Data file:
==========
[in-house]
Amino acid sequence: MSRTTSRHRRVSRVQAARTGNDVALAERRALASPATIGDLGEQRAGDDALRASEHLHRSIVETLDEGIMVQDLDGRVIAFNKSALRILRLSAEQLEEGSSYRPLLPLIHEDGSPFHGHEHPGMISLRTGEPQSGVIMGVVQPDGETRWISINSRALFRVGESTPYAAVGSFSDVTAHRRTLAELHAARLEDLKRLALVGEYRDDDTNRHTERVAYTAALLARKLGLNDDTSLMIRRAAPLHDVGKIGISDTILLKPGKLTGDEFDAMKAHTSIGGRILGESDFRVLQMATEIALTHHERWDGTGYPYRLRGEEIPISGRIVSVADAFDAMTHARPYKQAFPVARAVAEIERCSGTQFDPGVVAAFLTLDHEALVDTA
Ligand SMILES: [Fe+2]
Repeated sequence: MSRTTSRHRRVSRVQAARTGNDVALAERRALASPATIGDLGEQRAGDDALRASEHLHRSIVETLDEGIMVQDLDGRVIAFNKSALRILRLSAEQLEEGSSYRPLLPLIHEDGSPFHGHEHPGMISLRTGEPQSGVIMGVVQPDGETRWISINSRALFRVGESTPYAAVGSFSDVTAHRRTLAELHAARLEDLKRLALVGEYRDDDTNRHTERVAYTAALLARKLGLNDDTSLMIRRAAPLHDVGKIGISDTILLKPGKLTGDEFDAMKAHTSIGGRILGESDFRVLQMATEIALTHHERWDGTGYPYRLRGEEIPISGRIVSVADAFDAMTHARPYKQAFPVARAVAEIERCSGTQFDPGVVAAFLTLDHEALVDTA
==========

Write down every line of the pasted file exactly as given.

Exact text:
[in-house]
Amino acid sequence: MSRTTSRHRRVSRVQAARTGNDVALAERRALASPATIGDLGEQRAGDDALRASEHLHRSIVETLDEGIMVQDLDGRVIAFNKSALRILRLSAEQLEEGSSYRPLLPLIHEDGSPFHGHEHPGMISLRTGEPQSGVIMGVVQPDGETRWISINSRALFRVGESTPYAAVGSFSDVTAHRRTLAELHAARLEDLKRLALVGEYRDDDTNRHTERVAYTAALLARKLGLNDDTSLMIRRAAPLHDVGKIGISDTILLKPGKLTGDEFDAMKAHTSIGGRILGESDFRVLQMATEIALTHHERWDGTGYPYRLRGEEIPISGRIVSVADAFDAMTHARPYKQAFPVARAVAEIERCSGTQFDPGVVAAFLTLDHEALVDTA
Ligand SMILES: [Fe+2]
Repeated sequence: MSRTTSRHRRVSRVQAARTGNDVALAERRALASPATIGDLGEQRAGDDALRASEHLHRSIVETLDEGIMVQDLDGRVIAFNKSALRILRLSAEQLEEGSSYRPLLPLIHEDGSPFHGHEHPGMISLRTGEPQSGVIMGVVQPDGETRWISINSRALFRVGESTPYAAVGSFSDVTAHRRTLAELHAARLEDLKRLALVGEYRDDDTNRHTERVAYTAALLARKLGLNDDTSLMIRRAAPLHDVGKIGISDTILLKPGKLTGDEFDAMKAHTSIGGRILGESDFRVLQMATEIALTHHERWDGTGYPYRLRGEEIPISGRIVSVADAFDAMTHARPYKQAFPVARAVAEIERCSGTQFDPGVVAAFLTLDHEALVDTA